4.44  The Government and the scientific community should engage in a systematic and visible search for methods involving the Three Rs in toxicology. The Government should nominate one department to take the lead on this.

4.45  The UK Government should use their influence to urge the EU to make the development and validation of replacements for animal experiments a priority, particularly in toxicology.



4.46  There is considerable potential for companies specialising in the Three Rs. We have taken evidence from Dr Robert Coleman, the Director of Pharmagene in the UK, and have met Dr Paul Silber, the Director of In Vitro Technologies in the US. Both companies illustrate the commercial potential for non-animal technologies, particularly in screening compounds in the relatively early stages of drug development.

4.47  Dr Coleman said that there were problems with the availability of human tissue for use in in vitro studies.[122] It is important that the events at Bristol Royal Infirmary and Alder Hey do not provoke a reaction which prevents the provision of human tissues to appropriate companies.

4.48  We also note that recent developments in computer modelling in the UK have potential for use in toxicology. The Food and Drug Administration in the United States is in discussions about how a particular computer model can be incorporated into current regulation.[123] Such replacement technologies are likely to be increasingly important in the future. In parts of Europe, there is a move away from animal-based research, particularly in toxicology. The UK should act now to be in the forefront of new developments.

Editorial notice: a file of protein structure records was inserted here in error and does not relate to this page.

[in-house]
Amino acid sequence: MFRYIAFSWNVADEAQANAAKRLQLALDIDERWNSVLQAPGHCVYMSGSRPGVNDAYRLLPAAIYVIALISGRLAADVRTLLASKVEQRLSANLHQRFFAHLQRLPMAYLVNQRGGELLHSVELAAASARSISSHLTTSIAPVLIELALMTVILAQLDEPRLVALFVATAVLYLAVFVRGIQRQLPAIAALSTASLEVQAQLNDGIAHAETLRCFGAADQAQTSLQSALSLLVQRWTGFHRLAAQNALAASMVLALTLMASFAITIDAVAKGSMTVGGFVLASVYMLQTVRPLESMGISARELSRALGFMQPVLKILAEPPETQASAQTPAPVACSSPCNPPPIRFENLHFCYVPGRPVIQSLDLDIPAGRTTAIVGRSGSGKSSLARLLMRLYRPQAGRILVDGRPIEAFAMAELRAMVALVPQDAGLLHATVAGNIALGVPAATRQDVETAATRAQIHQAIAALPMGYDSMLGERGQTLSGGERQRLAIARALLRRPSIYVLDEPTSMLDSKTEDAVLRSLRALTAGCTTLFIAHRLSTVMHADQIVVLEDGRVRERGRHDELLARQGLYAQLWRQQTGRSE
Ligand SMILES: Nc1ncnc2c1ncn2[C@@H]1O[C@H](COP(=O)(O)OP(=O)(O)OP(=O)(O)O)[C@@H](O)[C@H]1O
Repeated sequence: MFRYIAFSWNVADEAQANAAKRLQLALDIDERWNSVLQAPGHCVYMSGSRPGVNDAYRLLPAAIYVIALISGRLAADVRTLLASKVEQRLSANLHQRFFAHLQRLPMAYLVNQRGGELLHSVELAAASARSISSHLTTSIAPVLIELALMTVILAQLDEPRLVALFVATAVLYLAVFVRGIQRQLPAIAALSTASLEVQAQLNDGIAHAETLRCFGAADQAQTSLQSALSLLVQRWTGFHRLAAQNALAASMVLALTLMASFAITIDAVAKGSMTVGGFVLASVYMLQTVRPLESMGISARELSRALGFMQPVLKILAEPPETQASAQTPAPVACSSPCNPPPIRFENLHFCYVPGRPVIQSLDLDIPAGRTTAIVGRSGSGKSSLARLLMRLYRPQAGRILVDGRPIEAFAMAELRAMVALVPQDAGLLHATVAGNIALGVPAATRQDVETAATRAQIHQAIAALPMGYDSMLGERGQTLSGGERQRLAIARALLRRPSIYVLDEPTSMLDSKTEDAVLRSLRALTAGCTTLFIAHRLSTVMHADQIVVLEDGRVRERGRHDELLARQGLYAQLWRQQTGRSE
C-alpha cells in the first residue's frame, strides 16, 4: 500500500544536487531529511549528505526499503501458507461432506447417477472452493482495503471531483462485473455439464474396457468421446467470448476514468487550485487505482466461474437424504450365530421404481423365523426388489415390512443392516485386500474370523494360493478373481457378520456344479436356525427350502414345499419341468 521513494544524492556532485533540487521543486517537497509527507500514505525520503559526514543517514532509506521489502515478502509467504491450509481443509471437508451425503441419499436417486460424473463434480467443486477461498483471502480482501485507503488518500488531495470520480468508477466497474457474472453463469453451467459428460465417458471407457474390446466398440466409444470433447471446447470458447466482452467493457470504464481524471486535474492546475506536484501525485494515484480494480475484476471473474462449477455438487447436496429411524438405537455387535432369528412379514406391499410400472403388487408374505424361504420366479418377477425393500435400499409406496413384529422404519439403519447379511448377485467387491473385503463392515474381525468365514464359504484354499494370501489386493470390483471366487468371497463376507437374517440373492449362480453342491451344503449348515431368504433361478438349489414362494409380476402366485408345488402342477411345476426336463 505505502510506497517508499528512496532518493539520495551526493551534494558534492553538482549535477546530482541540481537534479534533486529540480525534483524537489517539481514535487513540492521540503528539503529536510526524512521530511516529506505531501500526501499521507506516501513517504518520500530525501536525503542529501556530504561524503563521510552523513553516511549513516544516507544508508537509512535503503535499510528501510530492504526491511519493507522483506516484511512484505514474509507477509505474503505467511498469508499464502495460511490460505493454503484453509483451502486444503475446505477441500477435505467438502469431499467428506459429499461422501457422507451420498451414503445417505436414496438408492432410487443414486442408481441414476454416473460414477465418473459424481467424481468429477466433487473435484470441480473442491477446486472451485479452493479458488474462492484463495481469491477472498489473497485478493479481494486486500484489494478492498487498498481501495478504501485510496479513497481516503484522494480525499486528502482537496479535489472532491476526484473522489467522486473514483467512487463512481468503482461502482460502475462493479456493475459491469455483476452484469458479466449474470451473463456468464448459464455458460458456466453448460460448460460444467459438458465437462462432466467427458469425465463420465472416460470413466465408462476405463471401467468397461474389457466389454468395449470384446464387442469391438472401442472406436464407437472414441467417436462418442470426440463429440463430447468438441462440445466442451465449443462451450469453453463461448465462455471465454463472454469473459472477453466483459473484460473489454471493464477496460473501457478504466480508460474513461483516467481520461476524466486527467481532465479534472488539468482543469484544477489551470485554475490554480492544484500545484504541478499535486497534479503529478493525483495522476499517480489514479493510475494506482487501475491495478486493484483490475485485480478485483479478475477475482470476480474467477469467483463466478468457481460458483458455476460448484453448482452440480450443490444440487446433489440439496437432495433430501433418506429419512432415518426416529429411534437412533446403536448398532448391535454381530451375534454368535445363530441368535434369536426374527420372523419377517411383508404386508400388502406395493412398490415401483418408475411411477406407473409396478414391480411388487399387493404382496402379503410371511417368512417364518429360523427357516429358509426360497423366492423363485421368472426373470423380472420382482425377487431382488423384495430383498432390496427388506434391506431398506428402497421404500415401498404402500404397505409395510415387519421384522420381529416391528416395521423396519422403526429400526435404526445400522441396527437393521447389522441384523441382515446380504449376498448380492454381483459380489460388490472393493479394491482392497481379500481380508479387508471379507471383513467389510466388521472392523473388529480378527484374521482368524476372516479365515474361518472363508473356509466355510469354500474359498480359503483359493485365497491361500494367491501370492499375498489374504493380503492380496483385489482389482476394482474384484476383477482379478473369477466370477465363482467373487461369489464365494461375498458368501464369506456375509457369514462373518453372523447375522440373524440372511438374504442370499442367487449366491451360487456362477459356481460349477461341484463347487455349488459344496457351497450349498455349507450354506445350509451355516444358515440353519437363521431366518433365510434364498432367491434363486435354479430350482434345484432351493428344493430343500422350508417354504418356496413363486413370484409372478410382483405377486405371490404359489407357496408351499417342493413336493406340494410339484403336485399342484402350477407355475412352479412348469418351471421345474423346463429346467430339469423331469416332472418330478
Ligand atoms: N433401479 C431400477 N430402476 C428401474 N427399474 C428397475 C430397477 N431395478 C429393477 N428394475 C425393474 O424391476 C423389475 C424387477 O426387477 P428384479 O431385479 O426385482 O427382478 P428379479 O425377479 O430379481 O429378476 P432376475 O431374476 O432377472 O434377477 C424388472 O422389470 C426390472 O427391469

4.49  The promotion of the commercial advantages of the Three Rs needs a clear lead from a nominated department within Government.

67   The point that animals are different from humans and that the results of the research on animals are therefore not applicable to humans is made by almost every opponent of vivisection, including the BUAV, the NAVS, PETA, Professor Vernon Coleman, Doctors and Lawyers for Responsible Medicine and many members of the public who submitted written evidence. Back

68   Professor Vernon Coleman (Q. 1276) and Doctors and Lawyers for Responsible Medicine (Qs 1721-24). See also paragraph 4.17. Back

69   BUAV (p. 89). The MRC disagree (p. 221), as do the Parkinson's Disease Society of the UK (p. 251). Back

70   FRAME and Dr Hadwen Trust (Q. 462). Professor Rothwell said that a treatment for stroke had been developed (Q. 651), but this statement was criticised by Dr Pandora Pound (p. 317). Back

71   The BUAV cite the development of sucralose (p. 98). Back

72   BUAV (p. 81). Back

73   PETA (p. 255). Back

74   DoH (p. 163). Back

75   See in particular Dr Michael Festing, 'The Use of Animals as Models of Humans in Biomedical Research', (p. 140). Back

76   Mr Smith, Royal Veterinary College (Q. 1752). Back

77   Goodman, S. & Check, E. 'The great primate debate', Nature, vol. 417 (2002), 684-87; see also the Society for the Study of Fertility (p. 321). Back

78   New Scientist, 8th June 2002, p. 53. Back

79   Dr Langley from the Dr Hadwen Trust acknowledged that this is a "problem area", but pointed out that the rabies vaccine, for example, became purer and safer once it was tested in vitro (Q. 418). Back

80   See Types of animal experiments in Chapter 3.  Back

81   United States Public Health Service, quoted by the Royal Society (p. 286). The Royal Society also gives specific examples of the "Contribution of Animal Research to Medical Advances" (pp. 286-93). This paper was also submitted by Professor Colin Blakemore. Back

82   For example, the use of animal models for stroke and the use of genetically modified mice as models for cystic fibrosis (see Qs 462 and 463); and research into xenotransplantation, BUAV (p. 64). Back

83   The figures are - 1987: 3,631,400 procedures; 2000: 2,714,700 (Statistics, table 20). Back

84   Dr James Anderson, introductory session, House of Lords conference (Appendix 4). Back

85   Statistics, p. 19. Back

86   MOD (p. 126). Back

87   See footnote 19. Back

88   Dr Michael Festing, giving evidence with the Royal Society (Q. 1057). Back